According to the Russian Ministry of Internal Affairs, the suspect is a 20-year-old from the region of North Ossetia–Alania.
Russian authorities claim that between November 2017 and March 2018, the suspect created several malware strains, which he later used to infect more than 2,100 computers across Russia.
Authorities said that besides operating the malware himself, the suspect also worked with six other accomplices to distribute the malware, which eventually brought the group more than 4.3 million Russian rubles (~$55,000) in profit.
While Russian law enforcement did not share the malware author's name, Benoit Ancel, a malware analyst at the CSIS Security Group, said last week and today on Twitter that the suspect is a Russian hacker he and other security researchers have been tracking under the nickname of "1ms0rry."
Ancel is in the perfect position to identify this malware developer. In April 2018, Ancel worked together with other security researchers to track down 1ms0rry's online operations and malware arsenal.
According to this report, Ancel linked 1ms0rry to malware strains such as:
1ms0rry-Miner: a trojan that, once installed on a system, starts secretly mining cryptocurrency to generate profit for its author.
N0f1l3: an info-stealer trojan that can extract and steal data from infected computers. Capabilities include the ability to steal browser passwords, cryptocurrency wallet configuration files, Filezilla FTP credentials, and specific files stored on a user's desktop.
LoaderBot: a trojan that can be used to infect victims in a first stage and then deploy other malware on-demand during a second stage (aka a "loader").
The French security researcher said 1ms0rry sold his malware strains on Russian-speaking hacker forums and that some of his creations were also eventually used to create even more powerful malware strains, such as Bumblebee (based on the 1ms0rry-Miner), FelixHTTP (based on N0f1l3), and EnlightenedHTTP and the highly popular Evrial (which shared some code with 1ms0rry's creations).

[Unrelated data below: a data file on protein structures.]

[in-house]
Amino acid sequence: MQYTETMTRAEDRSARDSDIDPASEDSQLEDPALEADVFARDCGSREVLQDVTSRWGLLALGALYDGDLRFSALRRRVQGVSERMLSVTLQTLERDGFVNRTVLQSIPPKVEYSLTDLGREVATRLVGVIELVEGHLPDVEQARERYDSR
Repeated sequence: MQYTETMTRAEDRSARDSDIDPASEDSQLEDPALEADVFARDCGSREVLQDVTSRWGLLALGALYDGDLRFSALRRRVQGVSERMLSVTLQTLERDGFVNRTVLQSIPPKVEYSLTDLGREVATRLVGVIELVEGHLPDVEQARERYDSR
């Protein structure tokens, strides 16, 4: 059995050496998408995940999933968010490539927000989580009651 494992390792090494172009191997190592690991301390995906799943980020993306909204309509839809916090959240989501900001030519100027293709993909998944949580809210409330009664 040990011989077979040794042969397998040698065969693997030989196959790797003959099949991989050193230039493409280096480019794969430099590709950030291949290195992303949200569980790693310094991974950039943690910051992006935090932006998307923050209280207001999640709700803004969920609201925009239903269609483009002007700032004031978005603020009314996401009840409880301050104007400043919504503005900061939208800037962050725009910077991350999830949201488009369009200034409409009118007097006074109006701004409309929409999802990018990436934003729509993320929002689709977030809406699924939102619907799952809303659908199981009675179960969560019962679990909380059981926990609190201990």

The 2018 report also exposed 1ms0rry's real-world identity as a talented young programmer from the city of Vladikavkaz, who at one point even received praises from local authorities for his involvement in the cyber-security field.
However, the young programmer made a major mistake by allowing his malware to infect Russian users.
It is no mystery by this point that Russian authorities will turn a blind eye to cybercrime operations as long as cybercriminals don't target Russian citizens and local businesses.
For the past decade, Russian cybercrime groups have gone unpunished for operations carried out outside of Russia's borders, with Russian officials declining to extradite Russian hackers despite repeated indictments by US authorities.
Today, all major Russian-speaking hacking forums and black market sites make it very clear in their rules that members are forbidden from attacking users in the former Soviet space, knowing that by not attacking Russian citizens, they will be left alone to operate undisturbed.
It's because of these forum rules that a large number of malware strains today come hard-coded to avoid infecting Russian users.
However, 1ms0rry appears to have either not been aware of this rule or chose to willfully ignore it for additional profits, for which he appears to have paid the price.